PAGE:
When using a circular saw it is important to know which direction the blade travels. This is the most important part of making smooth perfect cuts. It is also essential when it comes time to change your blade. If the blade is installed incorrectly it can be very dangerous.
When I first installed a blade on my circular saw I did it wrong. This led me to make some very splintered and rough cuts. So let me help you avoid the mistake that I made and install your blade right the first time!
Direction of Circular Saw Blade
The direction of circular saw blade rotation is will vary depending on the brand. Most circular saws rotate clockwise. All saws have an arrow to represent the blades direction. Using this arrow you want the teeth of the blade to travel up through the wood while cutting.
Circular saws can rotate the blade clockwise or counterclockwise, this will vary depending on the company. Most circular saws rotate the blade in a clockwise direction. This will be shown on your saw with an arrow on the blade guard. As you can see below:
Dewalt, Makita and Milwaukee circular saws all rotate clockwise. The only brand that I have found to rotate counter clockwise is Ryobi.
So now that we know the direction the blade travels on your saw, lets discuss the teeth direction. Unlike other saws (miter, table, etc.) circular saw blades teeth MUST TRAVEL UP, through the material being cut. As you can see below, the teeth of the blade are facing up as they rip through the wood I am cutting.
Most blades also come with arrows on them to show the direction the blade should travel. If the blade you are installing does have an arrow it should match the arrow direction on the saw.
If your blade does not have an arrow that is ok. The teeth of the saw should face towards the front of the saw. This will mean that when cutting the teeth come from under the wood to rip up and through.
Cutting with the blade orientation on the left will lead to much more efficient and smoother cuts.
The direction of teeth is very important for a couple of reasons. Proper teeth direction will lead to more accurate and smooth cuts. If the blade is facing the wrong direction the wood you are cutting will be very splintery.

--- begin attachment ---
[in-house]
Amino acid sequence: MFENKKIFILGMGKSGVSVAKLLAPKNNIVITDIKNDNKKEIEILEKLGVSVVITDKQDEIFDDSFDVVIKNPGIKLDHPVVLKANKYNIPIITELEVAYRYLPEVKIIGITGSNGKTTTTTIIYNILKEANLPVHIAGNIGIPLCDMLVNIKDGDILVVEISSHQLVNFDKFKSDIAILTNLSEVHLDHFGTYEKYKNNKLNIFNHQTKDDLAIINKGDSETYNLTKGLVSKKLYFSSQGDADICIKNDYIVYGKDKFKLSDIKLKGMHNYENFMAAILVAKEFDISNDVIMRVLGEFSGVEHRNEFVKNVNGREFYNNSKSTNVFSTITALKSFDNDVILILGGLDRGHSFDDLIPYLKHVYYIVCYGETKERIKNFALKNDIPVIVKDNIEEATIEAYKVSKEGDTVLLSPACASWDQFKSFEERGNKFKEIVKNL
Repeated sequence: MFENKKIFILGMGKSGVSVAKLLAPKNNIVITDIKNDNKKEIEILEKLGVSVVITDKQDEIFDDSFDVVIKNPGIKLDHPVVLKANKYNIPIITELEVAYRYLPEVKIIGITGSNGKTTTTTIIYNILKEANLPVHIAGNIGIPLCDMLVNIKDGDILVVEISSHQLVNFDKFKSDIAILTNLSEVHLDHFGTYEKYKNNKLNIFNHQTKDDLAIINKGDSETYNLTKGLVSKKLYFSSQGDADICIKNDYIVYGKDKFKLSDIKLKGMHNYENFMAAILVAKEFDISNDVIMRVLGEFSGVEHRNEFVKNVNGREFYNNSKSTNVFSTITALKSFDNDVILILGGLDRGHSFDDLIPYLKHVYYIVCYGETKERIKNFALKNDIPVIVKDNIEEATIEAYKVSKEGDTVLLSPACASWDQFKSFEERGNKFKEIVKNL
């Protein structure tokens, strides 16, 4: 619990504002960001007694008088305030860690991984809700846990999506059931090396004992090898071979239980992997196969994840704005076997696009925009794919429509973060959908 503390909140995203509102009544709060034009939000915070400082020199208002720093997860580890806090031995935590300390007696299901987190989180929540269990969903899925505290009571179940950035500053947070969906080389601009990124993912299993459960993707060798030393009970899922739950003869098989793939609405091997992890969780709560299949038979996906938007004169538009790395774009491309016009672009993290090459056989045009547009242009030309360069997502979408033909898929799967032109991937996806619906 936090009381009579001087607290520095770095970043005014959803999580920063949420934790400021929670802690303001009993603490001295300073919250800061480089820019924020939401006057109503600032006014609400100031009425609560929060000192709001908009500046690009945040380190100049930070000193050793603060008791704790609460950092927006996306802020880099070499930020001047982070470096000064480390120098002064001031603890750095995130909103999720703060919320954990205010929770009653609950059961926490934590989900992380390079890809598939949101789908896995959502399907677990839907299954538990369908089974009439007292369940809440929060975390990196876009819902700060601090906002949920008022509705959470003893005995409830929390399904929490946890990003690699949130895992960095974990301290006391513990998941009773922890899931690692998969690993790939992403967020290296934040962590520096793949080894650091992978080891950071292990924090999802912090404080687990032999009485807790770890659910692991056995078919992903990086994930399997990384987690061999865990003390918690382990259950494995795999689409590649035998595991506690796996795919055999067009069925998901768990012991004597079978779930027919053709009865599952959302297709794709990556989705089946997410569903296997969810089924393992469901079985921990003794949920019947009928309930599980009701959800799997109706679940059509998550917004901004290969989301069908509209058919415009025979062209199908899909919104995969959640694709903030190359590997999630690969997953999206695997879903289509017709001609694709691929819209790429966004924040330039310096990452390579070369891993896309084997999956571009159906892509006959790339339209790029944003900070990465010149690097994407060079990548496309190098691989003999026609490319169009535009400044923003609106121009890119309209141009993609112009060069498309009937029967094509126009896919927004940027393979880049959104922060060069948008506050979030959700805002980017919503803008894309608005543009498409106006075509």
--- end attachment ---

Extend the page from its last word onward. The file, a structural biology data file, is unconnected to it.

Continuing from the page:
The other major factor with blade direction is the sawdust. If the teeth are facing the wrong direction when cutting, the saw dust can shoot up in your face. This can make cuts much more difficult to make and a very unpleasant experience. With the teeth traveling in the right direction the sawdust will come up into the blade cover and be discarded appropriately towards your feet.
How many teeth do circular saw blades have
The amount of teeth on a circular saw blade varies significantly. I have seen anywhere from 14-120 teeth.
In general a higher teeth count makes for a smoother and more fine cut. If you want a precise cut, more teeth is better. Less teeth on a blade will make a quicker but rougher cut. These cuts tend to leave the wood more splintery and often require sanding.
For the most part a circular saw blade will show how many teeth it has. This is often marked with a number followed by the letter “T” or will actually say teeth after the number.
Types of circular saw blades
There are 3 main types of circular saw blades and each one has a little different function.
A. Ripping saw blades: these blades are best for making rip cuts, which are longer cuts made in the same direction of the woods grain. These tend to make smoother and cleaner cuts. Ripping blades tend to have large straight teeth which helps with efficient dust removal.
B. Crosscut saw blades: these blades are best for making cross cuts, which are cuts made perpendicular to the woods grain. These blades have kerfed teeth meaning they alternate between leaning left and right.
C. Combination saw blades: thes blades are the most common type of circular saw blades because they are designed to make both rip and crosscuts. As the name suggests these are a nice combo between rip and cross blade. Combo blades eliminate the need to change blades all the time. These blades come with a wide variety of tooth counts and orientation.
How to clean your blade
Keeping your saw blade clean is very important and often overlooked. This will help the longevity of the blade and ensure you make the most accurate cuts every time. As you likely know when making cuts there is a lot of sawdust involved. This saw dust can stick to the blade and lead to destruction over time.
I recommend wiping down your saw blade with a rag after every use. This will ensure no loose dust remains on the blade during storage. If you have an air compressor you could even give it a quick blow over. This will make sure to get all the dust out of the grooves between the teeth.
Then every couple of months (depending how often you use the blade) it is important to give it a more thorough clean. Good blade management will just help maximize the lifespan of the blade.
Understanding the direction a circular saw blade spins is very important. Hopefully after reading through this you now have a better understanding and can change your blade with ease.
- Blade direction
- How many teeth do circular saw blade have
- Types of circular saw blades
- How to clean your blade
Did you find this to be helpful? If so please let us know in the comments.
A current home owner and dad of two, who loves to fix things. I have spent countless hours fixing and repairing things around the house. I started this blog to share my knowledge with you. I hope you find what you are looking for!